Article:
12

Perl has OOP features, but they are somewhat rarely used. How do you create and use Perl objects with methods and properties?

23

You should definitely take a look at Moose.

package Point;
use Moose; # automatically turns on strict and warnings

has 'x' => (is => 'rw', isa => 'Int');
has 'y' => (is => 'rw', isa => 'Int');

sub clear {
    my $self = shift;
    $self->x(0);
    $self->y(0);
}

Moose gives you (among other things) a constructor, accessor methods, and type checking for free!

So in your code you can:

my $p = Point->new({x=>10 , y=>20}); # Free constructor
$p->x(15);     # Free setter
print $p->x(); # Free getter
$p->clear();
$p->x(15.5);   # FAILS! Free type check.

A good starting point is Moose::Manual and Moose::Cookbook

If you just need the basic stuff you can also use Mouse which is not as complete, but without most of the compile time penalty.

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  • or Mouse if you need just simple features of Moose – Alexandr Ciornii Oct 26 '08 at 23:12
  • is there any good tutorial for totally newbies on Moose? thanks – melaos Dec 22 '08 at 14:35
  • @Alexandr,thanks updated the answer. @melaos I have edited the answer to provide links – Pat Dec 29 '08 at 10:57
  • Cleaned up some of the markdown links, and changed Moose::Intro to Moose::Cookbook. – Brad Gilbert Jul 15 '09 at 4:49
  • 1
    The best intro to Moose I have seen is on Catalyzed.org: catalyzed.org/2009/06/a-gentle-introduction-to-moose.html Even as an experienced Perl programmer, I avoided Moose for a while because it seemed confusing. – Drew Stephens Sep 18 '09 at 0:12
8

Moose, definitely.

package Person;
use Moose;
has age => ( isa => Int, is => 'rw'); 
has name => ( isa => Str, is => 'rw'); 
1;

Immediately, you have for free a new() method, and accessor methods for the attributes you just defined with 'has'. So, you can say:

my $person = Person->new();
$person->age(34);
$person->name('Mike');
print $person->name, "\n";

and so on. Not only that, but your accessor methods come type-checked for free (and you can define your own types as well as the standard ones). Plus you get 'extends' for subclassing, 'with' for roles/traits, and all manner of other great stuff that allows you to get on with the real job of writing good robust maintainable OO code.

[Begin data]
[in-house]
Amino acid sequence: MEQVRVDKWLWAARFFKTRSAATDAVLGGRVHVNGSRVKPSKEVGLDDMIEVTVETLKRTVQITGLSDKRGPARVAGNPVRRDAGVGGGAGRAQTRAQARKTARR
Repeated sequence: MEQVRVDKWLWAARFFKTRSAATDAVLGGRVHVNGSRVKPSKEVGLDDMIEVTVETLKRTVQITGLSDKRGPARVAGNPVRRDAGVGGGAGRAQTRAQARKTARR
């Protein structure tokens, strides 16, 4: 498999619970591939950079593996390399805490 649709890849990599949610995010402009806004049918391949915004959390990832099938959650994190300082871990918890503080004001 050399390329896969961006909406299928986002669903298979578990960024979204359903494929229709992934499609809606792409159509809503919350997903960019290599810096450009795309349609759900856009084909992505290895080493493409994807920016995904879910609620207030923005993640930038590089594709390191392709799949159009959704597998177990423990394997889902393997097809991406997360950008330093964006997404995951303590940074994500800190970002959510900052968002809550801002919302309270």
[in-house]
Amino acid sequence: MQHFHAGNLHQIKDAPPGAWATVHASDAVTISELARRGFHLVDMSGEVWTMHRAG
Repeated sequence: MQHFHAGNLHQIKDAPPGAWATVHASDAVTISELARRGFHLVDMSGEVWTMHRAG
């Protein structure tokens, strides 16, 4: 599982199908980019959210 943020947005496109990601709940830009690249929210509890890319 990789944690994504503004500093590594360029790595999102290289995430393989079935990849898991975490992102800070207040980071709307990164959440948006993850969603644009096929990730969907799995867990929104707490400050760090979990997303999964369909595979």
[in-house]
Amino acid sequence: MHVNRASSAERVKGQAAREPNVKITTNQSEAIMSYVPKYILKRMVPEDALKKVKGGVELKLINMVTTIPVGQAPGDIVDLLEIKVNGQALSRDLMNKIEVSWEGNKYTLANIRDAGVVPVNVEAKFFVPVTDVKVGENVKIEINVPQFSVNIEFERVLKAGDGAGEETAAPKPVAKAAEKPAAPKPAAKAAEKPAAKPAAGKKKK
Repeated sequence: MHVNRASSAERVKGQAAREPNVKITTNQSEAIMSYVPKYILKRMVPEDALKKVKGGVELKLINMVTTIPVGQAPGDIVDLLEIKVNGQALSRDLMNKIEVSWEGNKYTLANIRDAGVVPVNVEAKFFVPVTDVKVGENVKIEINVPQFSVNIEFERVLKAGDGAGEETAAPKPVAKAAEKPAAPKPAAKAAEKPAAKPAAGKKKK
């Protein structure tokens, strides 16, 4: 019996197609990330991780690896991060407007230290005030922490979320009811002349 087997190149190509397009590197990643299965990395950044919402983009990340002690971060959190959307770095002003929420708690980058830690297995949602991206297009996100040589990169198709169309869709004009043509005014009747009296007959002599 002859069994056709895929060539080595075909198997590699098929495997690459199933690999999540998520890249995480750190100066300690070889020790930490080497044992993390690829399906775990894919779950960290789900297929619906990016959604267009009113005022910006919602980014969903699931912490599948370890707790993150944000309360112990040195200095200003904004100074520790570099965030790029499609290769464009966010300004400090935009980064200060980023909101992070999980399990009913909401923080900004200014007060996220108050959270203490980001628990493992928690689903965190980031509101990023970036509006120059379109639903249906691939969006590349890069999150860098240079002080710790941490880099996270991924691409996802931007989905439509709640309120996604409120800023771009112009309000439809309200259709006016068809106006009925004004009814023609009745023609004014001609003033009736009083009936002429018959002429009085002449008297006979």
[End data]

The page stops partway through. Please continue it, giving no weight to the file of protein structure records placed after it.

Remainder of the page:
TMTOWTDI, but this one works.

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5

Currently I use Object::InsideOut whenever I want objects, its quite nice and will give you a lot of features over standard blessed hash objects. Having said that, if I was starting a new project I would seriously look at Moose.

While it is good to read the official PERL documentation, I would NOT recommend trying to role your own object framework, or building objects using hashes, its far to tempting to take the easy road and "peak" directly into the objects "private" variables completely breaking encapsulation, this will come back to bite you when you want to refactor the object.

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5

Perl objects are NOT just blessed hashes. They are blessed REFERENCES. They can be (and most often are) blessed hash references, but they could just as easily be blessed scalar or array references.

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3

The official tutorial on the CPAN site is good.

There's also a good article called Camel POOP at CodeProject.

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  • 1
    Note that all the perldoc tutorials are also available at the commandline, if you have a normal Perl installation: perldoc perltoot for this one. (See also perldoc perlboot for more fun with objects in Perl.) – Telemachus Jun 27 '09 at 15:13
2

I highly recommend taking a look at Moose if you want to do OO in Perl. However, it's not very useful if you don't understand what OO in Perl means. To better understand how Perl OO works under the hood, I wrote an overview on my blog: http://augustinalareina.wordpress.com/2010/06/06/an-introduction-to-object-oriented-perl/

From a data structure point of view, an Object is reference with a few extra features. The interpreter knows to treat these special references as Objects because they have been "blessed" with the keyword "bless". Blessed references contain a flag indicating they are an Object. Essentially this means you can define and call methods on them.

For instance if you created a basic hashref, this wouldn't work: $hashref->foo();

But if you create a blessed hashref (aka an Object) this does work: $blessed_hashref->foo();

Moose is an excellent module for OOP in Perl because it creates an enforceable OO layer AND automagically handles accessor methods so you don't have to define a bunch of getters and setters. If you're interested in using Devel::Peak to see how the Perl interpreter stores objects, follow the link to the blog entry I posted above.

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1

On one foot, each class is a package; you establish (multiple, if desired) inheritance by setting the package variable @ISA (preferably at compile time); you create an object from an existing piece of data (often, but not always, an anonymous hash used to store instance variables) with bless(REFERENCE [, CLASSNAME]); you call object methods like $obj->methodname(@ARGS) and class methods like "CLASSNAME"->methodname(@ARGS). Multiple inheritance method resolution order can be altered using mro.

Because this is somewhat minimalistic and doesn't force encapsulation, there are many different modules that provide more or different functionality.

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